“We can make it smaller,” I say. “I’m always meeting people I think we should have over but it feels daunting to invite them for dinner, especially if we don’t really know them. This way, whenever I come across someone interesting, I can tell them to come over the following Friday night.”
“Like the guy from Spain you met at the grocery store, and his very pregnant wife?”
“Yes. And maybe even the people on our street we never talk to.”
By this time Susanna is scrolling through my Facebook feed, looking for names of potential guests.
“Henrique?” she calls out.
“Nope, Brazil,” I say.
“Ka..jer..stin?” she continues, stumbling over the pronunciation.
“Yep,” I interrupt her. “Local”
Susanna adds the name to her list which is now more than 3 pages long. “These people can bring their friends, right?” she asks.
“Exactly, that’s the whole idea,” I say.
Have you heard about Vivek Murthy? Former surgeon General of the United States and passionate advocate for community and connection? I listened to him in an interview recently and immediately ordered his book from the library. In Together: The Healing Power of Human Connection in a Sometimes Lonely World he tells stories and explains why loneliness interrupts our sleep, is riskier than smoking and shortens our life. And what we can do to intervene.
Murthy wasn’t always interested in the intersection of social and physical well-being. When he began his tenure he had had expected to deal with things like tobacco-related illnesses, diabetes and the opioid epidemic–serious issues well-documented in the medical field. As he travelled the country listening to nurses in San Franciso, teachers in Boston, parents in Birmingham and many doctors in between, he was surprised by another national crisis: loneliness. Not only was a palpable lack of connection felt by a huge segment of the population, it was producing measurable and devastating outcomes on their health.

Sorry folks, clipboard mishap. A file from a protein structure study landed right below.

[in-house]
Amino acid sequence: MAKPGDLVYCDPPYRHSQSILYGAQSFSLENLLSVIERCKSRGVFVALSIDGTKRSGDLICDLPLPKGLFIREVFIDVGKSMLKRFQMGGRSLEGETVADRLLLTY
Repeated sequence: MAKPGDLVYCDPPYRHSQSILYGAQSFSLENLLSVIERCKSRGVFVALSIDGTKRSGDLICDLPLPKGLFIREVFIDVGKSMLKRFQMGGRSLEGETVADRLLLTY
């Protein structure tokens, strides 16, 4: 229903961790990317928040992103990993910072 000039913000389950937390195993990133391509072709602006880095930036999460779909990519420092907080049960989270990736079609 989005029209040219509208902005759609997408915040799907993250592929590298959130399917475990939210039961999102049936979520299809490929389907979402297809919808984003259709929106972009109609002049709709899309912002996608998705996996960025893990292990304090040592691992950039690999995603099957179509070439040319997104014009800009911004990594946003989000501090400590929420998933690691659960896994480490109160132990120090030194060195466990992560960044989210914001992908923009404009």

Susanna turns around from the computer screen and shows me the contacts she’s compiled. “I added Marea even though she’s not from Yorkton. She might decide to come anyway.”
Perfect,” I say, then add, “You know, what if this becomes a thing? What if we’re not the only ones who do it, but other people in neighbourhoods all over Yorkton start opening their kitchens on Friday nights too. The city could post a map, lit up with addresses where people are meeting and gathering. In homes! With real people and real conversations!”
Now Susanna is starting to look dubious. “Maybe by the time you’re a grandma,” she says, raising her eyebrows.
Perhaps the whole idea is over-optimistic and foolish. Perhaps I shouldn’t write about something before I actually start doing it. Perhaps idealism will give way to disinterest or fatigue. Perhaps none of this will happen. But tonight, I want to believe it will. I can smell the basil and fennel in the air. I can see the steam rising from the pot and fogging my windows. I can hear laughter and spoons clinking against bowls. I can feel warmth. I can taste togetherness.
Please. Tell me this is possible. Tell me you think it could happen, too.